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With Todd Snider and his experiment with funk and folk in Missoula

Todd Snider

One of the most forefront names in Americana, Todd Snider returned to the Wilma earlier this month for his First Agnostic Church of Hope and Wonder tour after almost a year-and-a-half break due to the Covid pandemic.

Named after his weekly Sunday live-streamed performances, First Agnostic Church of Hope and Wonder deviates from Snider’s typical folk sound. Instead, it experiments with funk-influenced stylings along with fellow musicians Robbie Crowell and Tchad Blake to create a fusion between the two genres.

“I just wanted to try to play all the instruments myself,” he told the Missoula Current. “It’s just this weird record that I have always had in my head that I wanted to get out of my system someday and it just seemed like the time presented itself.”

Snider recalled that the last time he dipped into an experimental phase was with Eastside Bulldog released in 2016 under a pseudonym, Elmo Buzz, a character developed by Snider who despised folk and echoed Little Richard style rock and roll.

The return to the stage has been eagerly anticipated both by Snider and his fan base, providing a deeply comedic yet intimate set that highlighted songs spanning his career, from his most notable hit “Beer Run” to his newest released material off First Agnostic Church of Hope and Wonder.

The transition from live stream to live on stage has been one that Snider has embraced.

“I like being able to hear the cheering, they can yell at me now though. But this is better, I prefer to be in a different town every day,” he said.

The album contains multiple musical eulogies to Snider’s fellow musicians and friends who have died since 2019, including John Prine and Jeff Austin.

Snider’s performance of “Handsome John,” the fifth song on the album, was most notable during the show and provided a raw look at Snider’s relationship with Prine, which stretched over many years of both touring with the late country-folk singer-songwriter as well as recording under Prine’s Oh Boy Record label.

“I think [Prine] saw a lot more [in me] than just thinking I was good, he just knew that I was determined and a troubadour, and wasn’t just looking to be a pop star. He knew that I wanted to be a folk singer, and that was something that he just wanted to help me do,” said Snider.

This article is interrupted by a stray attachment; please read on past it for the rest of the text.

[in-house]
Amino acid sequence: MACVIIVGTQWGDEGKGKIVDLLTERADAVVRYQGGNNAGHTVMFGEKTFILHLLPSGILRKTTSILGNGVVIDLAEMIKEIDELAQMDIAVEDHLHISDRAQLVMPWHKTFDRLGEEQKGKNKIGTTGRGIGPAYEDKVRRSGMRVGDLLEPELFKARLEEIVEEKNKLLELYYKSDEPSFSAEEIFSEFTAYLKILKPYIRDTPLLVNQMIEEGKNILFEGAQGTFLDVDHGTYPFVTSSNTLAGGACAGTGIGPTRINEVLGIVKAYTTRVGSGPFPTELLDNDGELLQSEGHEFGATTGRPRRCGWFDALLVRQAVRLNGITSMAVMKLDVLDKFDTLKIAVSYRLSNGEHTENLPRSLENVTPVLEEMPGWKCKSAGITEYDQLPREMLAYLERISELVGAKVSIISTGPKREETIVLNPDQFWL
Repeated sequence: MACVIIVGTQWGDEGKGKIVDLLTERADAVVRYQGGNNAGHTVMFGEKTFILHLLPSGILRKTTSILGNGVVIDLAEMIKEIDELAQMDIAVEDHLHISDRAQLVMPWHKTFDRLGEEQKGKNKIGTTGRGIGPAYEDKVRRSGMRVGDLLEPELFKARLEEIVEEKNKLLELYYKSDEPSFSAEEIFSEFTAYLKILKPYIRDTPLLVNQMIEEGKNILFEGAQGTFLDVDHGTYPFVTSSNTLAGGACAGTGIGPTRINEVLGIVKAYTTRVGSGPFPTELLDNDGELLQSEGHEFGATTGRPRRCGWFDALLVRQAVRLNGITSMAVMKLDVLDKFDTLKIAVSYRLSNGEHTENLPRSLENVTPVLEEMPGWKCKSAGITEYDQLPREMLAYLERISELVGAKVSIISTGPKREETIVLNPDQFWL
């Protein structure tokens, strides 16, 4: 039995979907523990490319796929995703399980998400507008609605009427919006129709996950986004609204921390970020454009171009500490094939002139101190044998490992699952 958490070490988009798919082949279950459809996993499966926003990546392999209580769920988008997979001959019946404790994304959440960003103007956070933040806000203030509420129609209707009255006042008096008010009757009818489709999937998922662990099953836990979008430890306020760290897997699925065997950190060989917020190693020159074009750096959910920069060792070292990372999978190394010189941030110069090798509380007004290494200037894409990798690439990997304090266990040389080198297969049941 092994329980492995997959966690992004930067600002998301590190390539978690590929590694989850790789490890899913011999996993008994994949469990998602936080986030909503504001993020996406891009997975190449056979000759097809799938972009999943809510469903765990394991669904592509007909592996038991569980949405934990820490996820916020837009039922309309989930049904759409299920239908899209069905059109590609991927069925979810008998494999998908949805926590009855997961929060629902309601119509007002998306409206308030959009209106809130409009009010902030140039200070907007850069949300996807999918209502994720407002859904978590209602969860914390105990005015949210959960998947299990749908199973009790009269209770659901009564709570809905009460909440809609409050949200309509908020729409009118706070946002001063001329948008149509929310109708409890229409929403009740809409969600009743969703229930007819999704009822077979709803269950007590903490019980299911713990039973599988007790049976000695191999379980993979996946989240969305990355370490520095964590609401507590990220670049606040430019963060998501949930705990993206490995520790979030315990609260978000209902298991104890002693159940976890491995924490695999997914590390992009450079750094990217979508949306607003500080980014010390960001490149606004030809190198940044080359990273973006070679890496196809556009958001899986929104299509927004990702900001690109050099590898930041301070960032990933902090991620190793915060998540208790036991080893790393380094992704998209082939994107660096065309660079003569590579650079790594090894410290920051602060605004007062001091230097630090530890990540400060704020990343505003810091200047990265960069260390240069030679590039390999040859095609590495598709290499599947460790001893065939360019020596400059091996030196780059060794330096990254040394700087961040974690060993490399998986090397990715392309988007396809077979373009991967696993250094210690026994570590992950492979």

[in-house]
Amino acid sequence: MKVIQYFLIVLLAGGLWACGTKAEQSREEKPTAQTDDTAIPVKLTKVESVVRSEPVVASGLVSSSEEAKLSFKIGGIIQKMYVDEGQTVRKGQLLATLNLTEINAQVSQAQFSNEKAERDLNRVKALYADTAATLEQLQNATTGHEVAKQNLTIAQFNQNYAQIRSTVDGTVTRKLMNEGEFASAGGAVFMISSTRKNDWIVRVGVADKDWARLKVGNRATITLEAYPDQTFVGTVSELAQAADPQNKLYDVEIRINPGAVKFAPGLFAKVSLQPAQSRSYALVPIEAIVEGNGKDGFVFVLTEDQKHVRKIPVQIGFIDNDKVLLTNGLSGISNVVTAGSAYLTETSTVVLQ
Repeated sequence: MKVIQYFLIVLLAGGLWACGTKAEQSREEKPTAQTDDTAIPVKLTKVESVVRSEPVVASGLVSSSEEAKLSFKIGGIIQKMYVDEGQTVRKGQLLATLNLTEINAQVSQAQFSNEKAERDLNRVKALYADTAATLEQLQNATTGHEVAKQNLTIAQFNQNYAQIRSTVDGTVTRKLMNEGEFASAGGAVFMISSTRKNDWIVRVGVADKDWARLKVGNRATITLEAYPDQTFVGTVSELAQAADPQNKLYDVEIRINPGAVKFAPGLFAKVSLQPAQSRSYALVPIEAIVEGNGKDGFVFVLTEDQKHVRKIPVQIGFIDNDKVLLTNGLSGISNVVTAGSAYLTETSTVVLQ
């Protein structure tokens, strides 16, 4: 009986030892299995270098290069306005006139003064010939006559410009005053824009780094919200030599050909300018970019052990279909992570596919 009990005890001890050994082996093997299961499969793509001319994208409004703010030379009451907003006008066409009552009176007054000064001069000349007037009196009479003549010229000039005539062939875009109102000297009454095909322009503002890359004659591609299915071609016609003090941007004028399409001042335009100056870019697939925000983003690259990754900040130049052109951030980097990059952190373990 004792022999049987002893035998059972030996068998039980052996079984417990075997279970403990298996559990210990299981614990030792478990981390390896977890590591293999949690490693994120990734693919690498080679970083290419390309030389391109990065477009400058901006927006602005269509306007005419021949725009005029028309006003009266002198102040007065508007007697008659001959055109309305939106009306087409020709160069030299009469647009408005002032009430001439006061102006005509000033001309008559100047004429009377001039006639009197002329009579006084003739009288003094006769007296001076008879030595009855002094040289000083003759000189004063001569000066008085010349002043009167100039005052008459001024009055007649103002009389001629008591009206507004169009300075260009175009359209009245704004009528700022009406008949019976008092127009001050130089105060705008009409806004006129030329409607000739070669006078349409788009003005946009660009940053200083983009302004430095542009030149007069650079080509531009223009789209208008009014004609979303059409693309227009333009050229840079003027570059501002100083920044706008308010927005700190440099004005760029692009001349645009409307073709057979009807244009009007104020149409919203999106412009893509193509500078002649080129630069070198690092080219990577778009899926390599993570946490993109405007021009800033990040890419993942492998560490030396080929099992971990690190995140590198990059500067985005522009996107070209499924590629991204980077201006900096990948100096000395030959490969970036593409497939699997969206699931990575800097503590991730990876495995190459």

On stage, Snider recalled his relationship with Prine, telling stories that reflected the light-hearted and humble nature of the singer and closing the set with a cover of Prine’s “Fish and Whistle.”

Despite his comedic, sometimes political storytelling in songs, Snider does not see himself as a social critic.

“It’s just to tell a story. I don’t have an agenda or anything I hope people take away from it. Sometimes I do get my opinions in there, but it’s not because they are smart. It’s just because they rhyme. It’s mostly about opening your heart and showing everyone what’s in there and hope everyone cheers. If they boo, well, at least you opened your heart.”

Being vulnerable on stage is one thing Snider has had to learn to manage after many years of touring.

“Sometimes a lot of the songs are about people that are gone or a marriage that is gone, so there is a lot of ghosts when you’re doing the songs because they are all about real people. So that’s the only slightly negative tradeoff is that every night you take a trip down memory lane a little bit.

“Sometimes it will bring up my marriage, or my divorce, or something from my childhood. In the end, I think it’s good for you. That is the only real thing you got to watch out for is not getting depressed because your reliving sadness, you know?”